From the previous research, the optical method for examining the roll error can be divided into three categories. Firstly, collimated laser position method [13,17–19], using reflectors, transforms roll to the movement of two light spots on a two-dimensional photodetector such as quadrant detector or CCD. Then the roll error can be obtained from the movements of spots and the initial separation distance between the two beams. The second method is optical path difference detection based on heterodyne interferometer [20–22]. It sets a bi-wedge prism and a bi-wedge mirror to replace the target mirror in the plane mirror interferometer. When the bi-wedge prism rolls, the optical path of the measurement arm is changed due to the refractive index difference between the prism and air. Additionally, the designed four centrosymmetric beams increase the stability of the measurement. The last method is also a heterodyne interferometer but based on polarization direction [23–28]. In this method, a beam passes through the transparent plate actuated by the roll rotation and its polarization direction is modulated correspondingly, so the roll angle is conversed into an optical phase shift after interference. Liu  and Wu  both presented optical layouts based on this method. They used a HWP which is passed through twice and a wave-retardation plate of 178° as the sensor plate, respectively. In our previous work , we have demonstrated a simple high resolution configuration with an optimized tilt folding mirror. The above polarization direction methods are all single-path interferometer composed of a reference arm and a measurement arm. However, during the measurement of long distance translation stage, the environmental disturbance can give rise to significant phase difference fluctuations. This is due to the unequal optical path between the reference and measurement beams of the single-path roll measurement interferometer.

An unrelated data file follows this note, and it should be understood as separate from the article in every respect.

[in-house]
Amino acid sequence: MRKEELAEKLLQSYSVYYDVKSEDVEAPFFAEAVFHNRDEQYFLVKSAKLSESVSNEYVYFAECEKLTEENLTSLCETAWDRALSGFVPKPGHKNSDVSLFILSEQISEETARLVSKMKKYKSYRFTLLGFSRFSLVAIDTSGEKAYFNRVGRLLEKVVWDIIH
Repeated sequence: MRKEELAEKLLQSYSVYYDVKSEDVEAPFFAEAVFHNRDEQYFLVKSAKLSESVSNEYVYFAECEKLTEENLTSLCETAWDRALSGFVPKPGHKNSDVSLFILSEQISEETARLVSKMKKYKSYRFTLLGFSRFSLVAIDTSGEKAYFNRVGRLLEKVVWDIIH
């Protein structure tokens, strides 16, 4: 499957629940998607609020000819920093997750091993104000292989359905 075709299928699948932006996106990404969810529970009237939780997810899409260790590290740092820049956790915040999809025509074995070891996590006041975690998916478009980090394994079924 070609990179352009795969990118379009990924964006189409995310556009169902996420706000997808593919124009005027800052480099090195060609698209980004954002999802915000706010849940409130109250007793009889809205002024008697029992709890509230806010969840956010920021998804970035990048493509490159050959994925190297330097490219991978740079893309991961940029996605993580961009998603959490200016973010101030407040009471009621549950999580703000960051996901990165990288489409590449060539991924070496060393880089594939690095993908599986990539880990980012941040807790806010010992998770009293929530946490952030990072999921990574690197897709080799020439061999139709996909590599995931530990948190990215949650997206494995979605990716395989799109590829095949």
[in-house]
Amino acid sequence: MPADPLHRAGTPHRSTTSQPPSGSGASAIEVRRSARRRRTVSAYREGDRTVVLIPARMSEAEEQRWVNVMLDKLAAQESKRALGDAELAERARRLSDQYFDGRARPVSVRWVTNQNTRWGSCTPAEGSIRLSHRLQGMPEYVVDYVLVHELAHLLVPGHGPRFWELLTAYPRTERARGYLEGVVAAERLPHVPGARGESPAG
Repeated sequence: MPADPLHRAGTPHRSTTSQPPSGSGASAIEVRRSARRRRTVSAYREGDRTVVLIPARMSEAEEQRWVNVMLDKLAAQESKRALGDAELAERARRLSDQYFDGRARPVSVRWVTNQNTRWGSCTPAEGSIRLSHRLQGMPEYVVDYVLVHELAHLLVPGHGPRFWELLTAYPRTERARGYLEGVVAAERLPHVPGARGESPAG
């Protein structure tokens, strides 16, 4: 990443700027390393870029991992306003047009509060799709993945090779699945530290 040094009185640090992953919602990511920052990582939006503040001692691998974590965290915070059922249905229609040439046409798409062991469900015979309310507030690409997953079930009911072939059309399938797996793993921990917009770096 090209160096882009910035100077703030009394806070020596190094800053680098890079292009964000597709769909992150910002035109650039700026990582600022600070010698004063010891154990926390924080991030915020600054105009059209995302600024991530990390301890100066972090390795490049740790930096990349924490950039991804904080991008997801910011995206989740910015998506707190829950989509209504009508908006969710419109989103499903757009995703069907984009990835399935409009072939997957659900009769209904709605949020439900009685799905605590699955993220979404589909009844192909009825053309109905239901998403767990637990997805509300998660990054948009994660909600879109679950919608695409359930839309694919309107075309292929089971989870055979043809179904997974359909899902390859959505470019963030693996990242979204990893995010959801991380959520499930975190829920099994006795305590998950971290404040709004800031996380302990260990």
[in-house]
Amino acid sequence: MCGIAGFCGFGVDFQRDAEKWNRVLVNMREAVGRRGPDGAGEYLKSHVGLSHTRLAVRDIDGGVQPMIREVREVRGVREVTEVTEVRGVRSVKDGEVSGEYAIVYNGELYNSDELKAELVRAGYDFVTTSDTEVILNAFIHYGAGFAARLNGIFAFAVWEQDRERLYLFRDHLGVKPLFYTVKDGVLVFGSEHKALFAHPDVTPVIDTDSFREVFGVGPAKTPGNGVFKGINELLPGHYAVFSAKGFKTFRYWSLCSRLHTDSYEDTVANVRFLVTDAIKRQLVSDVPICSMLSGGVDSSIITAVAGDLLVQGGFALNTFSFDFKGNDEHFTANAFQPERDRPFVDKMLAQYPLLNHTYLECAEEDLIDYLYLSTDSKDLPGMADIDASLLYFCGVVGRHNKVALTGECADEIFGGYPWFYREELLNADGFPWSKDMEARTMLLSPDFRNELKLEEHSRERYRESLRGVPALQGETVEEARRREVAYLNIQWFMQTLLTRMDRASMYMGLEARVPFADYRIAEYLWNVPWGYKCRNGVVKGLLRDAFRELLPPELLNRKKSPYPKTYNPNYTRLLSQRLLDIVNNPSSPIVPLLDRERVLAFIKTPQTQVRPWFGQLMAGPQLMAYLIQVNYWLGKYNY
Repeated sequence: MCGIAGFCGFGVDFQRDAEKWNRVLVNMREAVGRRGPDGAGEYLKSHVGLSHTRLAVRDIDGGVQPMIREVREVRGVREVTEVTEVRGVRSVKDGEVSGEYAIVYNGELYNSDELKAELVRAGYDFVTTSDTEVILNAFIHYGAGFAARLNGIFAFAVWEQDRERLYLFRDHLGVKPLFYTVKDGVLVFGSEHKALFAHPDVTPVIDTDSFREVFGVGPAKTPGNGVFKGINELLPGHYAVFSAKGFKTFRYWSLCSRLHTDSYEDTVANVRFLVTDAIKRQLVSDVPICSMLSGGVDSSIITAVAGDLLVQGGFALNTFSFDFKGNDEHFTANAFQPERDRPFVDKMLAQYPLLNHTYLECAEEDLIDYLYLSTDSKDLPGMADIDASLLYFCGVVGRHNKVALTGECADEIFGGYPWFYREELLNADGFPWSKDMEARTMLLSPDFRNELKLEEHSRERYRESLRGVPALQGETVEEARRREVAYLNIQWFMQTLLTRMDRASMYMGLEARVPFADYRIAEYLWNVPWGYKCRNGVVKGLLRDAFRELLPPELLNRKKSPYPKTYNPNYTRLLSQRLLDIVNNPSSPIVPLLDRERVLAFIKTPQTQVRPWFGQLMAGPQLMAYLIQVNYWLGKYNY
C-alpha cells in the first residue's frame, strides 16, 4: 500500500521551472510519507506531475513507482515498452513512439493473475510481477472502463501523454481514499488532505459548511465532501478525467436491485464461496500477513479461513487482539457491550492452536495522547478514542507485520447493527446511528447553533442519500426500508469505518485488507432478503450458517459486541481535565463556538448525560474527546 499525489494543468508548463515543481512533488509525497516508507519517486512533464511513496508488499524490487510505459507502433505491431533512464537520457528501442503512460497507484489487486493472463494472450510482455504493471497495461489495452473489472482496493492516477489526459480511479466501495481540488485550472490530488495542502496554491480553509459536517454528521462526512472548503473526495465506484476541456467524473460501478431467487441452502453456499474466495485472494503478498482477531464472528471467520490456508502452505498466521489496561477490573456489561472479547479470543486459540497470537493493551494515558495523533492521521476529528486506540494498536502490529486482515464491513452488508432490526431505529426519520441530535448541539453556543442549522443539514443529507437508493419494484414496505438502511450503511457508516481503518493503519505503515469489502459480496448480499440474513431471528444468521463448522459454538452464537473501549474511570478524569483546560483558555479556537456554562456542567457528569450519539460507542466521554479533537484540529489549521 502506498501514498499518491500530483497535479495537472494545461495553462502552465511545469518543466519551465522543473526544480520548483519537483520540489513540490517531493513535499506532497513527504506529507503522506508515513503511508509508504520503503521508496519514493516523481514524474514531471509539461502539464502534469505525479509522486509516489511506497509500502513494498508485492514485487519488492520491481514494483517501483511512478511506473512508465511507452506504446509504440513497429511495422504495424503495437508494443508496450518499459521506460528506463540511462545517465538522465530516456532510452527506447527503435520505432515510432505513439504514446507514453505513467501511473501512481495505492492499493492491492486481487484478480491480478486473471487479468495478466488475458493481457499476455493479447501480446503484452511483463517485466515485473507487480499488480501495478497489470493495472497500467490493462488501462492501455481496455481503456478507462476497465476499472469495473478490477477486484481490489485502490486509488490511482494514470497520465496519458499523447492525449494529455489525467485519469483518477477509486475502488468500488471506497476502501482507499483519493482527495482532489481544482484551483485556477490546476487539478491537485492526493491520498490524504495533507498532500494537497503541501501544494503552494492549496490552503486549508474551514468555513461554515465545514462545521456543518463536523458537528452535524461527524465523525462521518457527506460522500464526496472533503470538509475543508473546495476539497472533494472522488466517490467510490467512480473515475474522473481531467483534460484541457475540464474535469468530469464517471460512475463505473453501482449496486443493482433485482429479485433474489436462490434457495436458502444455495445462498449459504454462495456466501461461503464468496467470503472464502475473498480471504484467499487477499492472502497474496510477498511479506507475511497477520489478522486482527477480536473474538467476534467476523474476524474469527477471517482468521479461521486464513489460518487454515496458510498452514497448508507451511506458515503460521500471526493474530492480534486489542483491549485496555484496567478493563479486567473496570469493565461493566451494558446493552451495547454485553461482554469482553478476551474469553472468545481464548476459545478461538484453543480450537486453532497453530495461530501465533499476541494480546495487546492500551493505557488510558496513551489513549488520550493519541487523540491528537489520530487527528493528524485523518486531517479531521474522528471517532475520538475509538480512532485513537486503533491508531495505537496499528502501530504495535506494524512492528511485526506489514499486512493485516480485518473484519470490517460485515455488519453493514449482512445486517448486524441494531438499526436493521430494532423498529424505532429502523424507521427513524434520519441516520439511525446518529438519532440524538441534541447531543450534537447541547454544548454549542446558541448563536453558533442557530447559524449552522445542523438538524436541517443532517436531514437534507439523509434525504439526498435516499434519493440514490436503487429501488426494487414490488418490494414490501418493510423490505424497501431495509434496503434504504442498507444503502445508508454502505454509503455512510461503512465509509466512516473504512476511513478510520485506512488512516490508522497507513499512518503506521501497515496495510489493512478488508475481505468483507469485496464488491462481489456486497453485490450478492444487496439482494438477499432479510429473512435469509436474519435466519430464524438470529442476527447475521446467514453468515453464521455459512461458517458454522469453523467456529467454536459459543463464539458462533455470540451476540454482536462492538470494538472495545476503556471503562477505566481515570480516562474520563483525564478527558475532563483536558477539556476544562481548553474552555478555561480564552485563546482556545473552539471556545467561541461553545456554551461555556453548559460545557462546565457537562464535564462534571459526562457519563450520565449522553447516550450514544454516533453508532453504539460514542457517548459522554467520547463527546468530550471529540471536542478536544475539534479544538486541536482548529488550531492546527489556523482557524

In this research, we propose a differential heterodyne interferometer for the measurement of the translation stage roll angle. This interferometer utilizes the previously unused reference beam as another measurement beam passing through the sensor plate. The two interference measurement signals show opposite phase shift direction, which doubles the measurement resolution. Besides, the differential structure minimizes the environmental errors and stabilizes the roll measurement result.